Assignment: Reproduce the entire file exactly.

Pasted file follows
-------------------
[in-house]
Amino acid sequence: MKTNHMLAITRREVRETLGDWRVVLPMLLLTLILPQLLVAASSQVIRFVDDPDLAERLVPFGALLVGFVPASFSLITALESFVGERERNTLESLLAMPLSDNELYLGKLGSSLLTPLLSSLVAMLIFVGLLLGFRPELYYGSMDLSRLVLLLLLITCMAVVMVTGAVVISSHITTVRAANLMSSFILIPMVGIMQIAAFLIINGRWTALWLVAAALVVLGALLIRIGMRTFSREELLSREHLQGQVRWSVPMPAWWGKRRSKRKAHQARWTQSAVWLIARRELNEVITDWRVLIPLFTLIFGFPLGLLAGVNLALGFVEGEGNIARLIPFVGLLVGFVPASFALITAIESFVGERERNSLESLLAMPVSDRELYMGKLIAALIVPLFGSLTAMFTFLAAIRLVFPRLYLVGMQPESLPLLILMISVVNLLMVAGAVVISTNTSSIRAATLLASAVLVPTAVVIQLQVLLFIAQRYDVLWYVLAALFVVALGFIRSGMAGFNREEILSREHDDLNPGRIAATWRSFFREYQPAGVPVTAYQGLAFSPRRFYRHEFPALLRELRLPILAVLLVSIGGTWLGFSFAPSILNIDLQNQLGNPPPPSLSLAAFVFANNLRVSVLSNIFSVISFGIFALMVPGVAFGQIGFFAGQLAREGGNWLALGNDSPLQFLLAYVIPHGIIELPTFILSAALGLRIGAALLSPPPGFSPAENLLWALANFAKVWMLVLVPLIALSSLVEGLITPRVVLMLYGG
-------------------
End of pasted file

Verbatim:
[in-house]
Amino acid sequence: MKTNHMLAITRREVRETLGDWRVVLPMLLLTLILPQLLVAASSQVIRFVDDPDLAERLVPFGALLVGFVPASFSLITALESFVGERERNTLESLLAMPLSDNELYLGKLGSSLLTPLLSSLVAMLIFVGLLLGFRPELYYGSMDLSRLVLLLLLITCMAVVMVTGAVVISSHITTVRAANLMSSFILIPMVGIMQIAAFLIINGRWTALWLVAAALVVLGALLIRIGMRTFSREELLSREHLQGQVRWSVPMPAWWGKRRSKRKAHQARWTQSAVWLIARRELNEVITDWRVLIPLFTLIFGFPLGLLAGVNLALGFVEGEGNIARLIPFVGLLVGFVPASFALITAIESFVGERERNSLESLLAMPVSDRELYMGKLIAALIVPLFGSLTAMFTFLAAIRLVFPRLYLVGMQPESLPLLILMISVVNLLMVAGAVVISTNTSSIRAATLLASAVLVPTAVVIQLQVLLFIAQRYDVLWYVLAALFVVALGFIRSGMAGFNREEILSREHDDLNPGRIAATWRSFFREYQPAGVPVTAYQGLAFSPRRFYRHEFPALLRELRLPILAVLLVSIGGTWLGFSFAPSILNIDLQNQLGNPPPPSLSLAAFVFANNLRVSVLSNIFSVISFGIFALMVPGVAFGQIGFFAGQLAREGGNWLALGNDSPLQFLLAYVIPHGIIELPTFILSAALGLRIGAALLSPPPGFSPAENLLWALANFAKVWMLVLVPLIALSSLVEGLITPRVVLMLYGG